Summed up by: Rachele Cermak
On Wednesday the FCC issued a 22-page report telling congress that regulating cable and broadcast television violence is in the best interest of the public and action needs to be taken.
"Exposure to violent programming can be harmful to children," FCC Chairman Kevin Martin wrote in a statement accompanying the report that "Congress could provide parents more tools to limit their children's exposure to violent programming in a constitutional way."
How exactly the regulation would be designed was left up to congress to decide. What the definition of what "excessive violence" wasn't stated in the report.
Some ideas of how the violence could be regulated were to impose a new family hour; air violent content certain times of day; impose government-required content ratings for violence; and add "a la carte" family-friendly tiers on cable.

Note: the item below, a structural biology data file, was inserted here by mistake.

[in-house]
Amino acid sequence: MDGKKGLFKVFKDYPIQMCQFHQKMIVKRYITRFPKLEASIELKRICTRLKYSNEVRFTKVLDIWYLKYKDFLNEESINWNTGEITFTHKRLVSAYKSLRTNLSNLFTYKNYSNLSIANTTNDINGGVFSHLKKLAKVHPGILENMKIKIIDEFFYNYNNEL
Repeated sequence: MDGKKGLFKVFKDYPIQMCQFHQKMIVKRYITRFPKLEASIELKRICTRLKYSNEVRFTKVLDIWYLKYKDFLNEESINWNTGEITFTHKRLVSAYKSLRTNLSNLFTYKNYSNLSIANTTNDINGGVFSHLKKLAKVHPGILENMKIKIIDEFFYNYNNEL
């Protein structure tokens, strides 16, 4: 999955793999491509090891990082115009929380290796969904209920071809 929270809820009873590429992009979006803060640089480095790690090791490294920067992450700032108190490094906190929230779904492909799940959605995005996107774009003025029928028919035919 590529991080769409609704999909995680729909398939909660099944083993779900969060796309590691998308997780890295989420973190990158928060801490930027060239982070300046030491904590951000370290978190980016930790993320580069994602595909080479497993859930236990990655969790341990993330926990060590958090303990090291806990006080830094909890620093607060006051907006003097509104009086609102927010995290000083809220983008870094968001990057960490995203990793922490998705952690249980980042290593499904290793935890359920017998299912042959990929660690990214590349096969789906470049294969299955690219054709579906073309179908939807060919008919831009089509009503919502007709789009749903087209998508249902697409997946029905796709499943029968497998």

Experts on the First Amendment and TV industry executives said that attempts to regulate TV violence faces high constitutional hurdles -- particularly regarding cable, because consumers choose to buy its programming.
Caroline Fredrickson, Director of the ACLU Washington Legislative Office said, "The FCC's recommendations are political pandering. The government should not replace parents as decision makers in America’s living rooms. There are some things the government does well, but deciding what is aired and when on television is not one of them."
She went on to say that parents already have many tools to protect their children like the ability to block programs and channels, changing the channel, or turning off the television. Government should not parent the parents, she said.